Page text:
M3: A globular cluster is a group of ancient stars (M3 is thought to be about 11.4 billion years old--although some estimate the age as 8 billion years; by comparison, our sun is about
4.6 billion years old; our galaxy is about 13.5 billion years old, and the universe is thought to be 13.8 billion years old), gravitationally bound to each other, orbiting the core of its
M3 is about 34,000 light years from Earth, and is about two-thirds the angular size of the full moon when viewed from very dark skies; it is roughly 220 light years across. It shines at magnitude 6.2 (which might be visible to the naked eye in absolutely dark skies). It has a mass equal to about 800,000 times that of our sun, and contains as many as 500,000 stars (for comparison, there are estimated to be no more than 14,000 stars within 100 light years of earth, which is a bubble about that same size). It has an unusual concentration of blue-straggler stars (stars that are much less old than the other stars in the cluster, probably formed from collisions or other interactions between stars in the cluster), and its core is unusually dense.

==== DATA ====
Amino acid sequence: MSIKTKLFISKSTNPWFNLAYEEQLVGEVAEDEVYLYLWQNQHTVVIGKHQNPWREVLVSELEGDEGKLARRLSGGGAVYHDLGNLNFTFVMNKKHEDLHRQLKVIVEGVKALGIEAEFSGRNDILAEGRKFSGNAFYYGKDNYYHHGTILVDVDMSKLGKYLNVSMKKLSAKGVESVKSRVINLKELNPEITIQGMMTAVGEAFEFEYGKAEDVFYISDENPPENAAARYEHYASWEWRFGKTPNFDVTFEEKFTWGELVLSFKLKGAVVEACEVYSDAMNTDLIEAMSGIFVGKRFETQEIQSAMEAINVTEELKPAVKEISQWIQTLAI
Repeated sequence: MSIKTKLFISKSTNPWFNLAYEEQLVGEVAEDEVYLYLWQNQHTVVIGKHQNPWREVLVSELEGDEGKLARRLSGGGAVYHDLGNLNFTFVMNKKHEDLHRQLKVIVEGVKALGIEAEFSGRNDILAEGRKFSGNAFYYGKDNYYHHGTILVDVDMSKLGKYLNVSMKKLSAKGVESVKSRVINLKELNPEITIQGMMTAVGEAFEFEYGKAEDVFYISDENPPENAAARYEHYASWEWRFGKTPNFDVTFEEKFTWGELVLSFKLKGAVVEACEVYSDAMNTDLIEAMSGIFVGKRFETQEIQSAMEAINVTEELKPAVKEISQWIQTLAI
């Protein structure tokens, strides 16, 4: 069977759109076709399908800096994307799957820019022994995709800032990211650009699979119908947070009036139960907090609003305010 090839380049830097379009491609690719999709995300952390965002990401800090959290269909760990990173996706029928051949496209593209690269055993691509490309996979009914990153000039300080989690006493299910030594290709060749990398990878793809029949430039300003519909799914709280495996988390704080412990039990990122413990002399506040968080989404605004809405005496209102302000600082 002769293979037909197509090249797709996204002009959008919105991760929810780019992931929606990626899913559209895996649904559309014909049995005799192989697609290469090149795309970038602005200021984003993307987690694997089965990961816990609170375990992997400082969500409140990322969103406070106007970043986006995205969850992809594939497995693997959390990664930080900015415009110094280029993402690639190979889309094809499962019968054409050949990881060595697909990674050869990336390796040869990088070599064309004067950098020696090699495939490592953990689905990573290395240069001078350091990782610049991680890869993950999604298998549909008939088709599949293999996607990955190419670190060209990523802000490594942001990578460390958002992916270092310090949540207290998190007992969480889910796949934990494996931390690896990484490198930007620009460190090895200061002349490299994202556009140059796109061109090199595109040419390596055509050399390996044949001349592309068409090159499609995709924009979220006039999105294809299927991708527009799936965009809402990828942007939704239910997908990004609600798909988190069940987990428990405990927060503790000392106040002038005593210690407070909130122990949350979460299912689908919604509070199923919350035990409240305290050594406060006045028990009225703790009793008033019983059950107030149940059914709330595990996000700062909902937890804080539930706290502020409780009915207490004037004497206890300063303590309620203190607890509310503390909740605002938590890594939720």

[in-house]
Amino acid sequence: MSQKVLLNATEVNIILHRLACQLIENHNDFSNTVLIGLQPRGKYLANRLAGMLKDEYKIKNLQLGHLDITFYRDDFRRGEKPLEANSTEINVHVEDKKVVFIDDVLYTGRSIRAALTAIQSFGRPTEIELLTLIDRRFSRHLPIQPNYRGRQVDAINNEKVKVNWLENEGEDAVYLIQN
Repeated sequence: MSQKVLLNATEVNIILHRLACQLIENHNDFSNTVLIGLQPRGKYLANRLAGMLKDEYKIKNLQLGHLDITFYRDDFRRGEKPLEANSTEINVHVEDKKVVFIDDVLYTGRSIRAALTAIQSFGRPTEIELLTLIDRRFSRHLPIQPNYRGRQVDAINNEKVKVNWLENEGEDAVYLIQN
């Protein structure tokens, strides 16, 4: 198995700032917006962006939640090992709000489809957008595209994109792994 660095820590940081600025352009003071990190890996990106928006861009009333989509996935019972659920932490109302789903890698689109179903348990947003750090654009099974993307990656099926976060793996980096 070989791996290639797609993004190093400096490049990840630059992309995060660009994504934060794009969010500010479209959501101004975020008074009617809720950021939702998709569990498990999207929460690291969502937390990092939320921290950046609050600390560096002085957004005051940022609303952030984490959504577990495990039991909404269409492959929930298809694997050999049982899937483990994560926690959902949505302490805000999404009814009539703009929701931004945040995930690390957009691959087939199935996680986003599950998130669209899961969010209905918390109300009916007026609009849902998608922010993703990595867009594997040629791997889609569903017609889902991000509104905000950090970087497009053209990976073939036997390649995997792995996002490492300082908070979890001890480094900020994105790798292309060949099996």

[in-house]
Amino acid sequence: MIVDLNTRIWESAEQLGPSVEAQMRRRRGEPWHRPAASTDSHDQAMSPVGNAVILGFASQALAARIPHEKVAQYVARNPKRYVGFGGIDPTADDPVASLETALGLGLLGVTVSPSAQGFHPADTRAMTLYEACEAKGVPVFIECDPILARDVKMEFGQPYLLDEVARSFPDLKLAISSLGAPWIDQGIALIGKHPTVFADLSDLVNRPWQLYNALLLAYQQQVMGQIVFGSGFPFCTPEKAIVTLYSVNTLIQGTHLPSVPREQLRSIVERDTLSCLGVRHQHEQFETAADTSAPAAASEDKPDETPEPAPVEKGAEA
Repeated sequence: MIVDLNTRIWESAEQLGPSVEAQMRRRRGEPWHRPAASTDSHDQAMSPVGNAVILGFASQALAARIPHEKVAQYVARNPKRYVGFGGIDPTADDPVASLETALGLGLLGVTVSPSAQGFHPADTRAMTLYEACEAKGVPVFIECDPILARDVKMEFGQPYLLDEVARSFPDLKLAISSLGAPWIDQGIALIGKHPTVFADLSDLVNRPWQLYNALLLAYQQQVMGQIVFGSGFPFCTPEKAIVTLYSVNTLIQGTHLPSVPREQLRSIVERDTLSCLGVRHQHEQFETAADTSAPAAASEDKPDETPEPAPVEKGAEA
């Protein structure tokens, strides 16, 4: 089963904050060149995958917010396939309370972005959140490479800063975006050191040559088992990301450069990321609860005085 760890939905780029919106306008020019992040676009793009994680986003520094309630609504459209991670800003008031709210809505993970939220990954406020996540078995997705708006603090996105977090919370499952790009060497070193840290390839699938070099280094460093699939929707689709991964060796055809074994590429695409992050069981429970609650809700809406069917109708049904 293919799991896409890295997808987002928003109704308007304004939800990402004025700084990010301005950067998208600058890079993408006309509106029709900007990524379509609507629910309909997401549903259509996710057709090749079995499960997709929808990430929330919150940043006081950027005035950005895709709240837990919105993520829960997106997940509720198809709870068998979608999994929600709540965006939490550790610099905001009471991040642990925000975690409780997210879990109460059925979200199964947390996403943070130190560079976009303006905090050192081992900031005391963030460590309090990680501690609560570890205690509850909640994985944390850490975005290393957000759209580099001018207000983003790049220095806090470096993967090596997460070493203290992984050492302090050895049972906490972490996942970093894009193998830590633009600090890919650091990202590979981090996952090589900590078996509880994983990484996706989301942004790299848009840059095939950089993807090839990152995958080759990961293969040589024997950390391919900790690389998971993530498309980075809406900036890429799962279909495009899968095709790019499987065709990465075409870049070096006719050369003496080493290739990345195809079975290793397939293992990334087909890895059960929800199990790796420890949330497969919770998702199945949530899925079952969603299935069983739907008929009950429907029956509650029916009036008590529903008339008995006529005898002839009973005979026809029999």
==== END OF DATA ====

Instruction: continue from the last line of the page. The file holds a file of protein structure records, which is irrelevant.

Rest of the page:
Copyright 2020 Mark de Regt